After a WriterCoach Connection volunteer offered words of praise to a Korematsu Middle School seventh grader on a writing assignment, the youngster told the coach, “Nobody has ever said that to me before. Not my teachers, not my parents – nobody. Thank you!” The coach had met the student where he was with his writing process. No judgments. No preset expectations. Just pure encouragement to help him get his voice and views on paper.
Institutionally racist and classist U.S. adoption and foster care agencies, along with county-run child protective services agencies, are all established with a core mission that includes the goal to “protect” children in need, which is a good goal. But it becomes problematic when the concept of “in need” is judged through a Western, Eurocentric lens.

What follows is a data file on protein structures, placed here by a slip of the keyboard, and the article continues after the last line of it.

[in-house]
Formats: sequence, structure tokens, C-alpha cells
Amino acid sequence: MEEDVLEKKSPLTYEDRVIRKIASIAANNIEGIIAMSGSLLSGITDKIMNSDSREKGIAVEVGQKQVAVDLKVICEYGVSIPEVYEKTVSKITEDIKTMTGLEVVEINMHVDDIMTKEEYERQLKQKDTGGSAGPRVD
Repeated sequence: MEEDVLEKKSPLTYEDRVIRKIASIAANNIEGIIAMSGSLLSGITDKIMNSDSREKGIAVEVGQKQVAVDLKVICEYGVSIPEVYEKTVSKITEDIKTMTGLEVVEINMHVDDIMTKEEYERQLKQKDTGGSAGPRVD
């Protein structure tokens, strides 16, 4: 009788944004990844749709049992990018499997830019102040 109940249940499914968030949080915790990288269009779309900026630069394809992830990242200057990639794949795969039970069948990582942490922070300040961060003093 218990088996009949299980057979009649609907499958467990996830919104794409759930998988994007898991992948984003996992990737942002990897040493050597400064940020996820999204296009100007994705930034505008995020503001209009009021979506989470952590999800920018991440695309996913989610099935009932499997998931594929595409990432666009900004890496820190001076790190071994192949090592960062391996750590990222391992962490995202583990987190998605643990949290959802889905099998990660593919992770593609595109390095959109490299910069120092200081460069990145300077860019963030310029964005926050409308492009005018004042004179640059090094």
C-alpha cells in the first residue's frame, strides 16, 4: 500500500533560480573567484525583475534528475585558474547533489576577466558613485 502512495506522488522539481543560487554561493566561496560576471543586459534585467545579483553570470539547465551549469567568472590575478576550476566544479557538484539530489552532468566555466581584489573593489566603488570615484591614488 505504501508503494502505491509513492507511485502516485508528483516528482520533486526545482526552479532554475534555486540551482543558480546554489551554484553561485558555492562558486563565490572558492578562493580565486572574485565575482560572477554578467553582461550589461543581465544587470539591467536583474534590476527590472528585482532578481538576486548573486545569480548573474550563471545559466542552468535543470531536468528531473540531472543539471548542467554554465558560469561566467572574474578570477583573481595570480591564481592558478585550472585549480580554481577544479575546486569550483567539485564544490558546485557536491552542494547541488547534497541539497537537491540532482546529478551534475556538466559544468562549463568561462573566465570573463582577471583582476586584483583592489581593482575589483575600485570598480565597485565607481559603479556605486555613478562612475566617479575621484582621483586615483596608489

The New School Year “honeymoon” is over. As the newness of school supplies, classmates, teachers and routines has worn off and we move into our second month of school, it’s safe to say that the issue of organization is now in the forefront. Organization is generally an issue for most families and students. Are deadlines missed? Assignments lost? Minutes wasted on locating “lost” items? Are arguments and lowered grades starting to be the result? Don’t worry, just change some habits and take steps to get organized. As with anything, getting organized takes a set of actions and happens over time. It’s not cleaning; being organized is a systematic use of tools.